Monday, December 06, 2010

Clerics adopt a cautious, pragmatic stand over the Babri Masjid issue




Lucknow: Conservative Muslim clerics, who are generally blamed for everything that is wrong with the community, have taken a cautious and studied stance on the Allahabad high court's verdict over Ayodhya's Ram Janmabhoomi-Babri Masjid dispute.

They are not despondent or even angry with the judgment that has accepted the argument that the spot under central dome of the demolished Babri mosque is the birthplace of Ram, believed to be an incarnation of Vishnu, part of the Hindu trinity. They are keen that there should be an appeal to the Supreme Court and the final decision should be awaited. They are willing to accept the possible outcome of the Supreme Court upholding the high court verdict.

Says Ateeq Ahmed Bastawari, professor of Islamic law at Nadwat-ul-Ulema – an institute of higher Islamic learning - “It is our duty to fight our case till the last. In case, it goes against us it does not matter. We will have the satisfaction that we have done the best we could, and that we left no stone unturned.”

Maulana Iqbal Qadri, who is the rector of Dar-ul-loom Warisiya, which runs a madrasa and a junior college for girls in the city, says,”We will accept the verdict of the Supreme Court because that is the highest court of the land.”

Maulana Qadri concedes that the view of the younger generation of Muslims of today is hugely different from that of those who were part of the Ayodhya dispute in the late 1980s and early 1990s. “Today's youngsters are more concerned about their economic future, about education and about jobs.”

Professor Bastawari admits that he has not read the more 8,000-page judgment of the Allahabad high court and that it would not be right for him to comment on the merits of it. But he does feel that the high court verdict has to be challenged because it has given greater credence to faith and belief of the Hindus over the legal right of the Muslims.

He has ruled out the possibility of an out-of-court settlement. Taking the traditional Islamic viewpoint that once a mosque always a mosque, he says as the land on which the mosque stands belongs to God, Muslims do not have the right to give it away as part of a compromise formula.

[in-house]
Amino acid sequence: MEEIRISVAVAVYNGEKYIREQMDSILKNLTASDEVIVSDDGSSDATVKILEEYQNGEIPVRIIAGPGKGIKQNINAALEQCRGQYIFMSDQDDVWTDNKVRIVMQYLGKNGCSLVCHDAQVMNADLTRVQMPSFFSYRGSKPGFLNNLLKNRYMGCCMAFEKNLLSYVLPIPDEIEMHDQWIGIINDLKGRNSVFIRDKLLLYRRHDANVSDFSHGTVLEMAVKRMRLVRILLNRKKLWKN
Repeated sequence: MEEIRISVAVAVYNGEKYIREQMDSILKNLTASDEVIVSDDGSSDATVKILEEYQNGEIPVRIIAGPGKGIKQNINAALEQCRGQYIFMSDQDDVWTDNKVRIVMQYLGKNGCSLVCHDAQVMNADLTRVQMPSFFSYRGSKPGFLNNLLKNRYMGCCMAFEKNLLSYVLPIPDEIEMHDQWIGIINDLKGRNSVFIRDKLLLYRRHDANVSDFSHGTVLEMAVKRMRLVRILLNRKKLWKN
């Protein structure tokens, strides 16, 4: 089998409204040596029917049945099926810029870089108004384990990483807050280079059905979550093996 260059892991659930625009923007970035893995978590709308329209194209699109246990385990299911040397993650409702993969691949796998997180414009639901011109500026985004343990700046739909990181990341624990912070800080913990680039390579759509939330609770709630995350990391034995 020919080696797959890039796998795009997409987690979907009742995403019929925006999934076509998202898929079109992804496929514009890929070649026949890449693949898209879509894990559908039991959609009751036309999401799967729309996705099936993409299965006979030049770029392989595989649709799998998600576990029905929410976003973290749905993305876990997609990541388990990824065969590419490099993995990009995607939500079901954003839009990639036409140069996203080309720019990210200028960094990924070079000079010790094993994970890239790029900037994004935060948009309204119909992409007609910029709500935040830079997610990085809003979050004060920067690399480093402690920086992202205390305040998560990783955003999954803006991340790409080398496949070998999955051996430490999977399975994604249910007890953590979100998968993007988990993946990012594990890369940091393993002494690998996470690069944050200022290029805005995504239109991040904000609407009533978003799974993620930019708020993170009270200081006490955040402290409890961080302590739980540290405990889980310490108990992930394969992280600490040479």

What is conspicuous in the views of Qadri and Bastwari is the absence of anger, irritation and a sense of injured religious sensibility. They see the issue in purely legal terms and that is why they are willing to accept the case being thrown out. They also do no see the Ayodhya masjid issue as being fundamental to Muslim identity, and they do not perceive the Allhabad high court verdict undermining that identity.

Qadri looks at things in larger terms. He says that Gujarat is taking huge strides in terms of the economy, and he says that Muslims stand to benefit by it. He is also happy that the Mayawati government has recognised the 'alim' and 'fazil', the qualifying examinations at the intermdeidate and degree levels respectively, and that students passing these examinations in a madrasa will be able to apply for government jobs. He notes the fact that railway minister Mamata Banerjee too has adopted a similar enabling procedure.

True to his connservative traditions, Qadri is not too happy that Muslim women are taking to education in a big way and that they are going for jobs. “Increase in Muslim women's education has also brought with it an increase in social problems,” he observes.

Bastawari, who has studied at Dar-ul-loom Deoband and who has been teaching at the Nadwat since 1980, like a true scholar is content to Islamic jurisprudence and he is not too eager to broadcast the values embedded in the legal traditions.

The calm attitude of Qadri and Bastawari is not unusual. It is the new mood at the ground level in the ostensibly traditional section of Muslim society.

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